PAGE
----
When Simple Isn’t Obvious

by Jay Deragon on 04/05/2010

Business leaders usual view the world as a competitive landscape. Not unlike the mindset of sports they think winning is beating the competition. They also tend to think that being competitive can get them a bigger market share and thus reduce cost per unit sold.

Clayton Christensen writes in Business Week: Health Care, The Simple Solution: Economists are wrong in asserting that competition controls costs. Most often innovation and competition drive prices up, not down, because bringing better, higher-priced products to market is more profitable.

The type of competition that brings prices down is disruptive innovation. Disruption in health care entails moving the simplest procedures now performed in expensive hospitals to outpatient clinics, retail clinics, and patients’ homes. Costs will drop as more of the tasks performed only by doctors shift to nurses and physicians’ assistants. Hoping that our hospitals and doctors will become cheap won’t make health care more affordable and accessible, but a move toward lower-cost venues and lower-cost caregivers will.

The public-private divide shows that the debate is stuck at the wrong fork in the road. Many public health systems, like Canada’s and Germany’s, are departmentalized, with separate administrators handling doctors, hospitals, drugs, insurance, and so on. Although government pays the costs, such public systems are similar to the American system, where employers pay for the services of independent insurers, hospitals, doctors’ practices, and drugs. In departmentalized structures, innovations that add costs in one silo in order to save money or improve performance in another cannot succeed because the overall system lacks a unified perspective. Independently managed hospitals have incentives to fill their beds; independent insurers have incentives to minimize reimbursement and access; and the ensuing gridlock prevents all but the most incremental of innovations.

In integrated systems—where the provider and insurer are the same entity—a single perspective enables providers to take actions in one place that will cut costs or lift performance in another.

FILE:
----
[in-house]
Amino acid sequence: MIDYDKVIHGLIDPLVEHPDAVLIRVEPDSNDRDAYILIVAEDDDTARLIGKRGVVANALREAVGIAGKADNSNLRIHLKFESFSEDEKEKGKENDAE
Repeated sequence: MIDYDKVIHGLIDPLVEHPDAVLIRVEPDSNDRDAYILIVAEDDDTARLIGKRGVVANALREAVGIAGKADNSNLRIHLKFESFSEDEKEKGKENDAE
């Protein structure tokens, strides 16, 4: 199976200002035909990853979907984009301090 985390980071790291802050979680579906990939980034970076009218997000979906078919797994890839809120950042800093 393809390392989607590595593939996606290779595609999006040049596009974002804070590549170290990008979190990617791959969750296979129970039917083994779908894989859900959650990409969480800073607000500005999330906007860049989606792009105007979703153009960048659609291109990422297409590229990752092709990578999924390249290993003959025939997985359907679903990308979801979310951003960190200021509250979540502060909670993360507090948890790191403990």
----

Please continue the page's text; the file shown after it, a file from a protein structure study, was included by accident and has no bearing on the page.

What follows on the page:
I See Nothing?

Sargent Schulz, the German guard on Hogan’s Hero’s, used to tell the prisoners “I see nothing” so as to avoid conflicts. Today it seems as politicians and industry leaders are avoiding conflicts by not using knowledge and thus creating more conflicts. They “see nothing” which means either they don’t want to see solutions or can’t see solutions due to a lack of knowledge.

Today’s old guard of Leaders can no longer claim to “seeing nothing” because we the people “see things” they don’t and freely share what we see.  When we see stupidity in policy, actions, words and deeds we speak out one to one to millions.  Whether it be a national health care reform or local changes to old rules of business and society we now “see everything”. Seeing everything means we have an opinion and ideas on how everything ought to change.

{ 22 comments }

Reid Cromuel November 17, 2012 at 3:13 pm
???????????????????? August 22, 2011 at 2:51 am

send them a Thank You card. Let them know how essential they are to you and that it doesn’t have to be a holiday to get a card from you. In the act of writing Thank You cards, you are deflecting the unfavorable out of your thoughts and filling mind with the constructive. And most importantly, you are taking action

postal scale February 15, 2011 at 3:07 pm

I see nothing – great post! But to the big ones it doesn’t matter if we have opinions or see everything

Dvor Srbija January 9, 2011 at 4:41 pm

Thanks for the greet article – I loved reading it!

Jonelle Kimpel November 23, 2010 at 12:13 am
Dani Camcam November 8, 2010 at 1:14 pm

I’d come to go along with with you here. Which is not something I usually do! I really like reading a post that will make people think. Also, thanks for allowing me to comment!

CFM Charter April 6, 2010 at 6:12 pm
textpack April 6, 2010 at 6:55 am

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Allen Howell April 5, 2010 at 3:34 pm

Sargent Shulz was one of my favorite characters on that show.

Akash Sharma April 5, 2010 at 3:24 pm

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